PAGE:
The possibility of using intense bursts of heavy ions to initiate an inertially confined fusion reaction has stimulated interest in the transport of intense unneutralized heavy ion beams by quadrupole or solenoid systems. This problem was examined in some detail, using numerical integration of the coupled envelope equations for the quadrupole case. The general relations which emerge are used to develop examples of high energy transport systems and as a basis for discussing the limitations imposed by a transport system on achievable intensities for initial acceleration

  4. Changes in surface properties caused by ion implantation

    International Nuclear Information System (INIS)

    Iwaki, Masaya

    1987-01-01

    This report outlines various aspects of ion implantation. Major features of ion implantation are described first, focusing on the structure of ion implantation equipment and some experimental results of ion implantation into semiconductors. Distribution of components in ion-implantated layers is then discussed. The two major features of ion implantation in relation to the distribution of implanted ions are: (1) high controllability of addition of ions to a surface layer and (2) formation of a large number of lattice defects in a short period of time. Application of ion implantation to metallic materials is expected to permit the following: (1) formation of a semi-stable alloy surface layer by metallic ion implantation, (2) formation of a semi-stable ceramic surface layer or buried layer by non-metallic ion implantation, and (3) formation of a buried layer by combined implementation of a different metallic ion and non-metallic ion. Ion implantation in carbon materials, polymers and ceramics is discussed next. The last part of the report is dedicated to macroscopic properties of an ion-implanted layer, centering on surface modification, formation of a conductive surface layer, and tribology. (Nogami, K.) 60 refs

  5. Materials Science with Ion Beams

    CERN Document Server

    Bernas, Harry

    2010-01-01

    This book introduces materials scientists and designers, physicists and chemists to the properties of materials that can be modified by ion irradiation or implantation. These techniques can help design new materials or to test modified properties; novel applications already show that ion-beam techniques are complementary to others, yielding previously unattainable properties. Also, ion-beam interactions modify materials at the nanoscale, avoiding the often detrimental results of lithographic or chemical techniques. Here, the effects are related to better-known quasi-equilibrium thermodynamics, and the consequences to materials are discussed with concepts that are familiar to materials science. Examples addressed concern semiconductor physics, crystal and nanocluster growth, optics, magnetism, and applications to geology and biology.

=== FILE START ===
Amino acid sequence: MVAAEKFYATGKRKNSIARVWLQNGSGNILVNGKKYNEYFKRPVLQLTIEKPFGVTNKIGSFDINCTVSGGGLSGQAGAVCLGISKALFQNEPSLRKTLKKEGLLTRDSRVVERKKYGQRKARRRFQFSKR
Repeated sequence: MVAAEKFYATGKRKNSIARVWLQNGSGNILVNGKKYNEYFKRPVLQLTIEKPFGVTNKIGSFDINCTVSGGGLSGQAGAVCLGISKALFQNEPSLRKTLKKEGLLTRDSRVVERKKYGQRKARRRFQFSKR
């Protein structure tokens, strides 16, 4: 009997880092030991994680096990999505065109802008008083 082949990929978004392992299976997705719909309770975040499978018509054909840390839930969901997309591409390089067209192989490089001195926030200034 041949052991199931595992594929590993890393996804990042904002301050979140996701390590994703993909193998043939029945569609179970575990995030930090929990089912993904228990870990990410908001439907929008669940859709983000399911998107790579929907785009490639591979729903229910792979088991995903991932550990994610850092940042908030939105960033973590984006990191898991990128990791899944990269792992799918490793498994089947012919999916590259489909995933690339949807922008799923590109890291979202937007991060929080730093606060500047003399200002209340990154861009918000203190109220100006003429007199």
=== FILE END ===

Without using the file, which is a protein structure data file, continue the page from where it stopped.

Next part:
6. Negative-ion states

    International Nuclear Information System (INIS)

    Compton, R.N.

    1982-01-01

    In this brief review, we discuss some of the properties of atomic and molecular negative ions and their excited states. Experiments involving photon reactions with negative ions and polar dissociation are summarized. 116 references, 14 figures

  7. Quadrupole Ion Traps

    Indian Academy of Sciences (India)

    to do precision spectroscopic measurements on these ions. ... Bonn, investigated the non-magnetic quadrupole mass filter, .... the details of which will be discussed in the subse- ... the radial plane the ion undergoes a circular motion with the.

  8. Negative ion detachment processes

    International Nuclear Information System (INIS)

    Champion, R.L.; Doverspike, L.D.

    1990-10-01

    This paper discusses the following topics: H - and D - collisions with atomic hydrogen; collisional decomposition of SF 6 - ; two-electron loss processes in negative ion collisions; associative electron detachment; and negative ion desorption from surfaces

  9. Ion sources in AMS

    International Nuclear Information System (INIS)

    Iyer, Indira S.

    1997-01-01

    Accelerator Mass Spectrometry (AMS) entails the sputtering of various samples in an ion source followed by high precision mass analysis of the sputtered ion species in a Tandem Electrostatic Accelerator. A brief account is given

  10. Single Cathode Ion Thruster

    Data.gov (United States)

    National Aeronautics and Space Administration — Objective is to design an electrostatic ion thruster that is more efficient, simpler, and lower cost than the current gridded ion thruster. Initial objective is to...

  11. Applications of decelerated ions

    International Nuclear Information System (INIS)

    Johnson, B.M.

    1985-03-01

    Many facilities whose sole purpose had been to accelerate ion beams are now becoming decelerators as well. The development and current status of accel-decel operations is reviewed here. Applications of decelerated ions in atomic physics experiments are discussed

  12. Fundamentals of ion exchange

    International Nuclear Information System (INIS)

    Townsend, R.P.

    1993-01-01

    In this paper the fundamentals of ion exchange mechanisms and their thermodynamics are described. A range of ion exchange materials is considered and problems of communication and technology transfer between scientists working in the field are discussed. (UK)